“We must not sound the death knell of cinema”

The cross : With a drop of almost 30% in cinema attendance compared to before the pandemic, what is your assessment of the situation?

Anne Le Ny: I don’t think it’s definitive. It is true that there has been a 30% drop, that the platforms have changed habits and that the pandemic has undoubtedly accelerated this process. But don’t tell yourself that it will always be like this. I distrust self-fulfilling prophecies.

The cinema is in a moment of change, as in the era of talkies or the arrival of television. We all have concerns, but that shouldn’t sound the death knell. The cinema received enormous support throughout this period. We have kept our number of cinemas, which is unique in Europe, and succeeded in preserving our financing structure, which shows the capacity for rebound of a country that is deeply cinephile. But this support must continue and cinema must remain at the center of public policies.

In this context, is the proliferation and development of platforms a threat?

NLA: Platforms do not necessarily represent a threat, provided they are regulated. That’s what we’ve done with the new media timeline that brings them into the deal (it sets for each media the time limit for the distribution of films after their theatrical release according to their level of investment in cinema, editor’s note). Novelty should not plunge us into states of panic.

The platforms need our films and I think we can feed each other. Moreover, film directors are already working for them. It is obviously neither the same mode of narration nor the same rhythm, but we must not reject everything altogether. We have to see what they can bring us and how they lead us to reflect on our own practices.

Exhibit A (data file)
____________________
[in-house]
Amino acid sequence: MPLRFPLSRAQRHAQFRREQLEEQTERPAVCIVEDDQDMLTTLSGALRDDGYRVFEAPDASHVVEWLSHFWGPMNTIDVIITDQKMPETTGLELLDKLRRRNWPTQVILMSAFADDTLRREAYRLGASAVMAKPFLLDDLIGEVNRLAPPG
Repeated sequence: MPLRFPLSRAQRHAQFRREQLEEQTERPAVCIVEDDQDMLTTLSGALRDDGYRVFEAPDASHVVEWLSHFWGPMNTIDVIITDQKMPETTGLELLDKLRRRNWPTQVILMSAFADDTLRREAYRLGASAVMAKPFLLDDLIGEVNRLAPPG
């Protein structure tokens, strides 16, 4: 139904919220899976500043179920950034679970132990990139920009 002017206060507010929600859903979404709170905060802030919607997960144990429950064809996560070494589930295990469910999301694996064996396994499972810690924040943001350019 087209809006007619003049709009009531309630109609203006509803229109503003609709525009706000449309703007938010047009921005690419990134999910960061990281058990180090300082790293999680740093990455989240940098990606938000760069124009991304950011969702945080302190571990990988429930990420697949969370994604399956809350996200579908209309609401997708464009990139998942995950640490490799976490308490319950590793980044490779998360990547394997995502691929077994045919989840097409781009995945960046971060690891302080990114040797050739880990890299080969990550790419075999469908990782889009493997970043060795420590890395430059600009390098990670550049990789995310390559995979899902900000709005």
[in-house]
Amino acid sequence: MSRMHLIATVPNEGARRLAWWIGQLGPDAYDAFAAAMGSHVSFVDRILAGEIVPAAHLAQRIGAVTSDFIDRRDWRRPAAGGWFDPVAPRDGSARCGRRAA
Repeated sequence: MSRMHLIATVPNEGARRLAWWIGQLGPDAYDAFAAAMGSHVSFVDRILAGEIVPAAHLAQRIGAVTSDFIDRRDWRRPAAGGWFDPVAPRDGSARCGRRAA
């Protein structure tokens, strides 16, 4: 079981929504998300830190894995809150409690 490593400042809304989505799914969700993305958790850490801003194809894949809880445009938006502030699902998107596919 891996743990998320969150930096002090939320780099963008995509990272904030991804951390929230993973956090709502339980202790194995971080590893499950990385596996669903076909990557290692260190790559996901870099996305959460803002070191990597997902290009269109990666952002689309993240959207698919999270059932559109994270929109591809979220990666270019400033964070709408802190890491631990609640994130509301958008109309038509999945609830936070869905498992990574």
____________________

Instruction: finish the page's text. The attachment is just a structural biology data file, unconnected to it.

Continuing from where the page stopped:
Precisely, voices reproach the French cinema for not making its self-criticism, criticizing the number of films produced and sometimes their quality. What do you think ?

NLA: It’s not for me to pass judgment on the quality of the films. And if the producers knew in advance what the good films were, they would put all their money on them. Even great directors sometimes make bad films. You have to produce a lot so that “nuggets” come out of the mass.

What seems dangerous to me, on the other hand, is the tendency towards a polarization of financing with, on the one hand, overfinanced films, but which in any case will never reach the means of American cinema and, on the other, underfunded movies with the risk that they end up looking like TV movies. It is the so-called “middle” films that risk suffering from this, whereas it is precisely they that ensure the success of French cinema.

What do you think of the call for a general assembly of cinema launched by a group representing independent cinema which criticizes the policy of the CNC?

NLA: It reflects the current concerns of the profession, and their diagnosis is well founded. But we must not forget that our sector has been considerably helped. It’s true that we may be lacking a proactive policy, but rather than a general overhaul, it’s up to us to provide food for thought to try to get things moving in the right direction.

Is the renegotiation of the media chronology under pressure from the platforms a source of concern?

NLA: We reached an agreement less than a year ago that was going in the right direction. There is a standoff engaged by certain platforms which moreover did not want to sign this agreement. It is important not to give in if we don’t want to fall into a form of uberisation of cinema. It is up to them to adapt to our ecosystem. Especially since it works and the rest of the world envies us. We must continue to defend the diversity of a strong and lively cinema when it already hardly exists any more among some of our neighbours.

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